summer bounty

6 08 2008

At this time of year, the freshness of local food practically JUMPS off your plate and smacks you across the face. You feel RICH with summer bounty that seems never-ending. But, my friends… it will end. If you’re a 100-mile dieter, six months from now you will crave things like fresh pesto, spinach and bell peppers. You will long for the taste of raspberries and blueberries. You’ll wish green beans and swiss chard were on your plate once again.

So here’s the reminder: stock up NOW. Don’t just savour the flavours of summer today – save them for tomorrow!! Freeze them, can them, dry them, store them SOMEHOW. There are so many easy ways to do so. It’s just a matter of doing so.

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eat your dinner!

2 04 2008

Do you remember when your parents would tell you that you couldn’t leave the dinner table until you had finished your brussel sprouts-lima beans-or whatever else was leftover on your plate? And you would DAWDLE and wait until their backs were turned and try to hide the offending leftovers beneath your plate, or in your napkin, or under the table?

I remember those days, even though I am past them now. Brussel sprouts and lima beans have moved from the UGH category to the MMM MORE PLEASE category. But that doesn’t mean I always feel like finishing everything on my plate. I have a bad habit of making way too much soup in a batch. I’ll serve it for dinner, put as much as I can in the freezer, and bring the leftovers for lunch until it’s gone. Usually the last day of leftovers is the hardest to… excuse the pun… stomach. And on those days, I’ve been known to throw it out. Yep. Throw it out.

But lately, I’ve become acutely aware of the energy that goes into producing food. And energy has become a lot more valuable to me. That last bowl of soup didn’t ask to be last. And it is still a miracle of energy, just like the other bowls. Think of everything that went into producing that soup. If I look at just a small portion of the recipe, let’s say the onions. The seeds were purchased – which cost someone time and money; the seeds were planted – which cost someone time and effort; the area was watered and weeded and cared for – quite a bit of work, from what I understand. Then those onions were harvested – MORE work – driven to the farmer’s market (if the carbon footprint wasn’t obvious yet, you should be getting the hint around now); then I enter the picture with either a walk or a drive to the market – more time, money and carbon; lastly, I cook the onions to put in the soup – that takes energy too. And that’s just the onions.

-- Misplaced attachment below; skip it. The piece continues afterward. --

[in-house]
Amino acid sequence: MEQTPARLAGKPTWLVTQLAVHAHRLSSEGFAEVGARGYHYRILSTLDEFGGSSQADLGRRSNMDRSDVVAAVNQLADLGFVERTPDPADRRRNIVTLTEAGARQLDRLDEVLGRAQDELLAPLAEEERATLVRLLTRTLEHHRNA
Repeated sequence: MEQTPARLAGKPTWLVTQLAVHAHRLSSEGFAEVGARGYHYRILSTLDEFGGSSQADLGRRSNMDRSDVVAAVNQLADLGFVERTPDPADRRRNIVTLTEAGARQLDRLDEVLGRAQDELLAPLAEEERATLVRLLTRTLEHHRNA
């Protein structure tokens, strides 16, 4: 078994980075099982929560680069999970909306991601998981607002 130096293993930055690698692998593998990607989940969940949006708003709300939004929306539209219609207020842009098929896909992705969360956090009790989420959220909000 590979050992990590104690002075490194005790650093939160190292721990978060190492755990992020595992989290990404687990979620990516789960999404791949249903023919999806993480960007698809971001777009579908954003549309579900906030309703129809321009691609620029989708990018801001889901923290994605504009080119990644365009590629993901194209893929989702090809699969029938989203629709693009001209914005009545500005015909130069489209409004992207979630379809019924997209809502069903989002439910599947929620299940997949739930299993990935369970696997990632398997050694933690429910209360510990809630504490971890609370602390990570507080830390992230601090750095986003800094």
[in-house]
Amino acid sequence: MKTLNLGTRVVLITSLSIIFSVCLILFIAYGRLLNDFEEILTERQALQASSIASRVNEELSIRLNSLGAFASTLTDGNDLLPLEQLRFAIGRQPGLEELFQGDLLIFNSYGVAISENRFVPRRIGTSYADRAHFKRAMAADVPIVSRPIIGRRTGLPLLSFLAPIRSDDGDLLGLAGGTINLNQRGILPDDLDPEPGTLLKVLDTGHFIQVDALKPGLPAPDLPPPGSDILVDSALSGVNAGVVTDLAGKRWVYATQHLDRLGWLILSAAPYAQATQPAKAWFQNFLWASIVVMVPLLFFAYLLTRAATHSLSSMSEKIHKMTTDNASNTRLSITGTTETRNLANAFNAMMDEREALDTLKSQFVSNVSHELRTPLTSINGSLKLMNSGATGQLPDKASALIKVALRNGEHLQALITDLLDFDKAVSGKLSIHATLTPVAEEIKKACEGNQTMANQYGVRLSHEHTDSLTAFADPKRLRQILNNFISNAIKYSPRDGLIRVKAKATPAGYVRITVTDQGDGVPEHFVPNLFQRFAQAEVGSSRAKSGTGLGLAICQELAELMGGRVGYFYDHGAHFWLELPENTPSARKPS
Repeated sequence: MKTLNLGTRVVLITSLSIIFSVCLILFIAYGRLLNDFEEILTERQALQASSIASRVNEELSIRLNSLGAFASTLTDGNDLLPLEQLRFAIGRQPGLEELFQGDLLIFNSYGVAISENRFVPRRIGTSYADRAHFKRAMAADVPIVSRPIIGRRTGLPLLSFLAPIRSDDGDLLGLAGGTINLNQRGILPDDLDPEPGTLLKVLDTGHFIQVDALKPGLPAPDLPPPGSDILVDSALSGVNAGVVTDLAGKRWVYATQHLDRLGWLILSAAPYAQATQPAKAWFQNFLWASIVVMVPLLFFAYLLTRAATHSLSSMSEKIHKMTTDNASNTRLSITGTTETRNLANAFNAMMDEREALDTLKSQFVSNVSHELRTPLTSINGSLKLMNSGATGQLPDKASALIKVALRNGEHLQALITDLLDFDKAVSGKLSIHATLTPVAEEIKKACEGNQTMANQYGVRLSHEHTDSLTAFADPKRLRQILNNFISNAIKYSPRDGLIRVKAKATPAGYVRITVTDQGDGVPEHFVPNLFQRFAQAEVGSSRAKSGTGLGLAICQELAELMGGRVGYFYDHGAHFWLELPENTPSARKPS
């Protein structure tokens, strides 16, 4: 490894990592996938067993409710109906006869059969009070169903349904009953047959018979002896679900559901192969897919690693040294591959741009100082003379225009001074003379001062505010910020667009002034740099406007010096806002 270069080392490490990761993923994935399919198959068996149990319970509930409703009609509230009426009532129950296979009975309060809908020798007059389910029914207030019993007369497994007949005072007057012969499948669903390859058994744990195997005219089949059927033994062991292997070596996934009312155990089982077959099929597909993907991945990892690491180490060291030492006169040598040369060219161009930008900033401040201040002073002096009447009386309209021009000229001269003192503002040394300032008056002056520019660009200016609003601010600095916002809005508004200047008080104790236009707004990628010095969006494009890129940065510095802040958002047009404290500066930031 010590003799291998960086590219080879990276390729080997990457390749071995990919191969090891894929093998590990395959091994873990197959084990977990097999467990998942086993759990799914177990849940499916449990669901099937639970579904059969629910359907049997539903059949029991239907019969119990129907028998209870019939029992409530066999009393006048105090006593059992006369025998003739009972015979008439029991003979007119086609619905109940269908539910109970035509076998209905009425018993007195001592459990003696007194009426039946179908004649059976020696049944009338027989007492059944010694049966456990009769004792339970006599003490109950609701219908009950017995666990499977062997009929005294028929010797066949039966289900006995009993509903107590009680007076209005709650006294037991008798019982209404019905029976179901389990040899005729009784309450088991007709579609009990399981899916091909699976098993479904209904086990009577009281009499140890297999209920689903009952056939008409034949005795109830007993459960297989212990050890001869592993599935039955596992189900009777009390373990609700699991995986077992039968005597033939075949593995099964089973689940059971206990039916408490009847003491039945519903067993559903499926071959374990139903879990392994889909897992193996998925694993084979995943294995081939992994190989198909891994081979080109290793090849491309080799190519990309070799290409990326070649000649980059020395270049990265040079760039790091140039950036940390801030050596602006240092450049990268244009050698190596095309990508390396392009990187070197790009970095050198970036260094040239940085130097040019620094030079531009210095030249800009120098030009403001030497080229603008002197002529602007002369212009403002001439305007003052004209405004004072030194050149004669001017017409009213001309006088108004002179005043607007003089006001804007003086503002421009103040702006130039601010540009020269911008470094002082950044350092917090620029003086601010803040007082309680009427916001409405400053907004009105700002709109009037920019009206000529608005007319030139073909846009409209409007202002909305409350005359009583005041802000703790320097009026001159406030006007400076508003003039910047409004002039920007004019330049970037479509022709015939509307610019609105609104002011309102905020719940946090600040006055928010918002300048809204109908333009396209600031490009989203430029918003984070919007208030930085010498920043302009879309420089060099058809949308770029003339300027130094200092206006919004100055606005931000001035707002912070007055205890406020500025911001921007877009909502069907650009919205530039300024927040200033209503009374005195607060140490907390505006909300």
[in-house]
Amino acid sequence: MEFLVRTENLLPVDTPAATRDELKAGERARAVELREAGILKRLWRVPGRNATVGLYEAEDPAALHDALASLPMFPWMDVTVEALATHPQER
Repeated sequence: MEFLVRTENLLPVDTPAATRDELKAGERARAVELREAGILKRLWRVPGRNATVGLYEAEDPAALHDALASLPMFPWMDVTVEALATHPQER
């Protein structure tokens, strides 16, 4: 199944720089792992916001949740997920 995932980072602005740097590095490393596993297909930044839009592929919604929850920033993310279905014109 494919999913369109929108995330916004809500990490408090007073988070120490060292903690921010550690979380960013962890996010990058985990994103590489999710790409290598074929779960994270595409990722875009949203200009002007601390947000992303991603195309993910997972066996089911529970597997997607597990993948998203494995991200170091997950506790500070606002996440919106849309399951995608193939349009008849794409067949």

Are you getting the picture? Well, I am. Suddenly I GET what wasting food really means. So eat your dinner! Or at least be aware of what went into its production – and save the leftovers until you’ll appreciate them.





what’s a cook to do?

1 04 2008

I’m often befuddled when it comes to the *right* thing to do from an environmental standpoint. My beloved and I have this ongoing discussion about whether to buy a new fridge. Sure the new fridge will use less energy than our current one. But does the production of the new fridge, and the waste of the old fridge make the reduced energy consumption worthless? It feels like a minefield sometimes. Like, should we boil water in an electric kettle or on a gas stovetop? Does a microwave really use less energy than my oven?

Well my friends, cooking help is here. Check out these tips on energy-wise epicure.





mm mm good!

4 01 2008

Campbell's Soup Can by Andy WarholI’m usually a brown-bagger for lunch. We have a cafeteria in the building where I work, but I rarely go there – only when I’m in dire straits for food at home, and can’t prepare a proper lunch, or for a very guilty pleasure when I am jones-ing for a grilled cheese and tomato.

But where does my guilt come from when I bite into that greasy grilled sandwich, and what makes a proper lunch? With a mother as a dietitian, I used to think it was a meal balanced in accordance with Canada’s Food Guide. Lately, I’m starting to think it’s more than that.

Today for lunch, I slurped away on homemade tomato soup, made with tomatoes that were grown just a few kilometers from my home. I can remember bicycling back from the stand where they were being sold, coring and slicing each one, and the smell of tomato sauce filling the house as it bubbled away in the kitchen. Two days ago, I pulled a portion of the sauce out of the freezer and prepared it using a rich soup stock my husband had made earlier in the week. We sat down and enjoyed the soup for dinner together, discussed its unique flavour, and knew that the soup could never be exactly reproduced. Today, I tasted the soup’s journey once again. This, to me, is a proper meal.